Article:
4. As an ‘eco-zealot’, my hopes are not to ban any kind of shooting, but to remove driven grouse shooting and its debilitating effects on the moorland habitats and the wildlife these could support, of which there is much documentary evidence.
    As for the description a ‘great source of wild food’ ….. red grouse are reared in astronomical numbers (283/km2 in England) to provide ridiculous bags of game to be bragged over. Grouse are treated with carcinogenic compounds and vermicides to attempt to guard against diseases associated with the close rearing techniques employed. Battery farmed Red Grouse would be a more accurate term for their ‘cultivation’.
    I would suggest you read your Chairman’s Not-So-Glorious incoherent ramblings at the recent Raptors, Uplands and Peatlands conference held in Sheffield last weekend. A transcript may be found here for your convenience…..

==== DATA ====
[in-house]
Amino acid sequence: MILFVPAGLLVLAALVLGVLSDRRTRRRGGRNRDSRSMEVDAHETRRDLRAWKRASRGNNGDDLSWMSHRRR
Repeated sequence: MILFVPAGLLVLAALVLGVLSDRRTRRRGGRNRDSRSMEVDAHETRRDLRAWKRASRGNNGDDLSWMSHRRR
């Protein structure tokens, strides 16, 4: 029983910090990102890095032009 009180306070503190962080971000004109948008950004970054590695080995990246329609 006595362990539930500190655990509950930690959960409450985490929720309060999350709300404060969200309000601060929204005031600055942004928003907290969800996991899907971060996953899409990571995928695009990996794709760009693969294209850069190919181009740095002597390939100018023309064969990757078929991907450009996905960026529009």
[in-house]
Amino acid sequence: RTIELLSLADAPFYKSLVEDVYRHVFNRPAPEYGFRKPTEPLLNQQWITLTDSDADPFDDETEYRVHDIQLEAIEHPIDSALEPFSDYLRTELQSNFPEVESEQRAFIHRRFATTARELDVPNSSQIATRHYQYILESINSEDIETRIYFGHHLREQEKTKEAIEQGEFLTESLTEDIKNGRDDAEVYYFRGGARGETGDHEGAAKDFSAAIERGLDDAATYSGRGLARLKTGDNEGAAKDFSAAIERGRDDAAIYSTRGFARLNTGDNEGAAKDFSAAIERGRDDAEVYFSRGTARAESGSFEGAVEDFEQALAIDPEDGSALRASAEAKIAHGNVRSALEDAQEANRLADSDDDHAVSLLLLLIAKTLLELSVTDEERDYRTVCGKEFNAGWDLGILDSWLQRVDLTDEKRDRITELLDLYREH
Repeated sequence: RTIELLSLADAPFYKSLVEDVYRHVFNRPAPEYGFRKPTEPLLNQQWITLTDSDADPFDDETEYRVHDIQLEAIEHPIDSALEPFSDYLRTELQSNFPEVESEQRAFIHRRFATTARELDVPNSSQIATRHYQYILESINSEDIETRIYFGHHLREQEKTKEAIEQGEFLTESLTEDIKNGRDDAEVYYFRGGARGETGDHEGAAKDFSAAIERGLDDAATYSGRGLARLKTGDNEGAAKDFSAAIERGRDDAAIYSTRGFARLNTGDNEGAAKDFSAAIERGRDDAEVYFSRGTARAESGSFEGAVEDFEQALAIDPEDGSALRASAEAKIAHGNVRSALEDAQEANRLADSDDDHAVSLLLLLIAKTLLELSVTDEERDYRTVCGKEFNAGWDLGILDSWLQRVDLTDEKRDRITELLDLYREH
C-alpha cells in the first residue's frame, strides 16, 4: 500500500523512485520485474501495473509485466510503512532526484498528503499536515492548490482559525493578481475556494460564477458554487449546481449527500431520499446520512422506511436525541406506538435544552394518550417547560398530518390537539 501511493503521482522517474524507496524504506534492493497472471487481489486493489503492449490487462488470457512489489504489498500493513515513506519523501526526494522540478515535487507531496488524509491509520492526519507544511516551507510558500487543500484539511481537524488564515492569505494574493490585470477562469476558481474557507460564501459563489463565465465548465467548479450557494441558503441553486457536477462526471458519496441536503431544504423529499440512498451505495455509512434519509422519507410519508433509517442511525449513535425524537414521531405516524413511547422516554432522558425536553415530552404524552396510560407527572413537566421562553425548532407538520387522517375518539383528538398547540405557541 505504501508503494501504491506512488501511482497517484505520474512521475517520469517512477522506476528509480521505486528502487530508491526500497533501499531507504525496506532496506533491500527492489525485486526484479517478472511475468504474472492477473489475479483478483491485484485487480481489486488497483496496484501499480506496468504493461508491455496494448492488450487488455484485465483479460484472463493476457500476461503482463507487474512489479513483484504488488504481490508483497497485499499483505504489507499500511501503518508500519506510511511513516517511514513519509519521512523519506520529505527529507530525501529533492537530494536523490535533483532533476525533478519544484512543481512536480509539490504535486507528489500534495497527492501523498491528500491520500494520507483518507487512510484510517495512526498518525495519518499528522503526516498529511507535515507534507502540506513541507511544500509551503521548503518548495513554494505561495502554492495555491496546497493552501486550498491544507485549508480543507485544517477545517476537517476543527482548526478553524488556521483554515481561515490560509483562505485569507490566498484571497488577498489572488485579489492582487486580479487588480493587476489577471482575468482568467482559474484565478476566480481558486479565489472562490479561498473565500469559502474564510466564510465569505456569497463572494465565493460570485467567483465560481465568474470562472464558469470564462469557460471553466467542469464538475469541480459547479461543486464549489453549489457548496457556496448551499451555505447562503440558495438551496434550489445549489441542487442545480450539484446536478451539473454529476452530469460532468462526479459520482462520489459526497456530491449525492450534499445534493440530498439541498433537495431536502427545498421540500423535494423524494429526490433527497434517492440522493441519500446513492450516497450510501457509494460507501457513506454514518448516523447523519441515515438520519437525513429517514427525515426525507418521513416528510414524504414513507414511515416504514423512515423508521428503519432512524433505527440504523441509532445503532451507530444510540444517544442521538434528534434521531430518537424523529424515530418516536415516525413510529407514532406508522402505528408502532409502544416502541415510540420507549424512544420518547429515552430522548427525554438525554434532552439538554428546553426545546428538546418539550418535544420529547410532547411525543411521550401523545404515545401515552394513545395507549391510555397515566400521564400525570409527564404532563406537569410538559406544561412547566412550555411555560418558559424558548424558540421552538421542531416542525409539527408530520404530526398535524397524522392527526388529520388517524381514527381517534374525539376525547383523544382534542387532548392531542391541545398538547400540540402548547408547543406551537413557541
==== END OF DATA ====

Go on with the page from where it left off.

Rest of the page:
5. I am increasingly fed up with the eco-activist/ultra left wing tone and emphasis of some people in the conservation movement. It used to be the case that the movement could get more traction from government as it was not seen as extreme. Sadly some elements seem more intent on being part of the ‘green’ pressure group movement, with associated political baggage; alienating the wider public and mainstream opinion in the process. I am very pleased the Hawk & Owl Trust has branched out with a different approach. I will not re-join the RSPB given the way that once much admired charity has gone.